A consumer watchdog said Wednesday it is seeking hundreds of thousands of euros in damages from the Austrian state over coronavirus outbreaks in ski resorts suspected of spreading the deadly virus across Europe.
The head of the VSV consumer protection association, Peter Kolba, told a press conference that several civil lawsuits had been filed in a Vienna court over the outbreaks, including one in the now notorious resort of Ischgl.
Kolba says more than 6,000 tourists from 45 countries, including Germany, the UK, and the US, have been in touch with the association to report having been infected in ski resorts in western Austria.
At least 32 tourists who visited Austrian ski resorts have died, according to Kolba.
The VSV accuses officials of failing to inform the public of the outbreak in a timely fashion.
Icelandic authorities said on March 5 they thought Ischgl was a risk area after skiers returned from there with coronavirus infections and on March 7 a waiter in a bar became the first person in Ischgl itself to test positive.
However, the ski season — and its attendant partying — continued for several days.
The valley was not put under quarantine until Match 13, and Kolba says the hasty evacuation of tourists aboard cramped buses led to further infections.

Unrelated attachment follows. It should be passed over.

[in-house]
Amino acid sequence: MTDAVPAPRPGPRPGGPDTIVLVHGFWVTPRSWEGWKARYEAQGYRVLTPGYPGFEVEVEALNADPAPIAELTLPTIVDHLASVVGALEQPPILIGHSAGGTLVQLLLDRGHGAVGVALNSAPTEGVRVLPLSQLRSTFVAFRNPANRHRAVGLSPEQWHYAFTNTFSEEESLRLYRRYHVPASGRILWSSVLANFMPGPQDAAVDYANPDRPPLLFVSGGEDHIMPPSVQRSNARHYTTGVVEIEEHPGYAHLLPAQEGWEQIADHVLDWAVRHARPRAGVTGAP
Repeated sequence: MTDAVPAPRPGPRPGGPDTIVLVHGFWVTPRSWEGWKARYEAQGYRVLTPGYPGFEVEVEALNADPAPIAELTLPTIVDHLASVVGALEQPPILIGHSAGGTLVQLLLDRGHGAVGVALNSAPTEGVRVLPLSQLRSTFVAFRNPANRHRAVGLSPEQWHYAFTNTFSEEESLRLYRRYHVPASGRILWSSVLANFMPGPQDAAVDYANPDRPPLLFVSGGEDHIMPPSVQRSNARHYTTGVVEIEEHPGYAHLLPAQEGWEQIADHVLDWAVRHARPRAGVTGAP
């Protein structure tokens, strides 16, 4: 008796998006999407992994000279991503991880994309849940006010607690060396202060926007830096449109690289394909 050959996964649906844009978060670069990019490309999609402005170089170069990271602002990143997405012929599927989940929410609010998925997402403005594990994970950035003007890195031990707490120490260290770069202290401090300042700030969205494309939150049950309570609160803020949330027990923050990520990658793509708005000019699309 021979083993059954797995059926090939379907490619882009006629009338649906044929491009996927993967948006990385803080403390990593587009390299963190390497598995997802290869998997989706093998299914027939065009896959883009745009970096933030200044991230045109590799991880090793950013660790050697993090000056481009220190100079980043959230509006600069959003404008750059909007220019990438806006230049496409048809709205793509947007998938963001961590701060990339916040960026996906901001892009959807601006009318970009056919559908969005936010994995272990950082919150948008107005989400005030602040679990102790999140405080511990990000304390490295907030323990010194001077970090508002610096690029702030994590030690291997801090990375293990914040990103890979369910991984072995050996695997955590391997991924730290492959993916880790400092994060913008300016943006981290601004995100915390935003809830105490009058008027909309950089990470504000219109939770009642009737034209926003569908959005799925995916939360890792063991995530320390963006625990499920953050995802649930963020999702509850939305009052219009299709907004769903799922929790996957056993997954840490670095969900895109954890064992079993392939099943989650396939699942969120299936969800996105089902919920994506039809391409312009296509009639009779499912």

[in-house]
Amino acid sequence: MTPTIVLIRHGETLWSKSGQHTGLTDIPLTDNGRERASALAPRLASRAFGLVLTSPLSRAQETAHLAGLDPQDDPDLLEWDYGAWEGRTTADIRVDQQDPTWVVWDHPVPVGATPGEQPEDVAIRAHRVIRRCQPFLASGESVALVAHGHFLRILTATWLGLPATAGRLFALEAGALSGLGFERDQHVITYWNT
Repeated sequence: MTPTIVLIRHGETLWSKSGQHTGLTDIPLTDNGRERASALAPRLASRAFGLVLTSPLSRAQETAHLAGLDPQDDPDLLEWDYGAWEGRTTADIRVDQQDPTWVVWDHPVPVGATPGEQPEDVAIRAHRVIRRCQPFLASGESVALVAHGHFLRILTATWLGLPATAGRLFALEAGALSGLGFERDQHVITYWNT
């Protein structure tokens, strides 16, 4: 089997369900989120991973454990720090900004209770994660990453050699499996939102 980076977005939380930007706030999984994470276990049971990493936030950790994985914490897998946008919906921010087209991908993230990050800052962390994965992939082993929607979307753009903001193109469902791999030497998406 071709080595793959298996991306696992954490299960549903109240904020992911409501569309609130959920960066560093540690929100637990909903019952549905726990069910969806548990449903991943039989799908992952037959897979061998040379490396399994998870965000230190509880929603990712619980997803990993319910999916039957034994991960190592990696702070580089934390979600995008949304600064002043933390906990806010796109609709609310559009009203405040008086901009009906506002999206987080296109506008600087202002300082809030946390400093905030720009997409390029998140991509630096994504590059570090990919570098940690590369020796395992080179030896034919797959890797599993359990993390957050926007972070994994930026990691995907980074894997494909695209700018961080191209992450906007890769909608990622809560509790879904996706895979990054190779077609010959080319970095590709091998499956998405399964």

Evacuated tourists have described sitting next to others who were sneezing and coughing.
“Chancellor (Sebastian) Kurz is the one who introduced all this chaos,” said Kolba, saying that the abruptness of the government’s quarantine announcement did not leave local authorities enough time to better manage the evacuation.
One case filed by the VSV concerns a 72-year-old Austrian who is thought to have contracted the virus on one of the evacuation buses and later died.
Another case involves a German tourist who was admitted to intensive care.
In both cases, the plaintiffs are seeking 100,000 euros ($117,000) in damages.
“These are just the first, but we will bring other lawsuits as well,” Kolba said.
The VSV has also lodged legal complaints in Tyrol, the region where the outbreaks occurred, but says that prosecutors there have not investigated thoroughly enough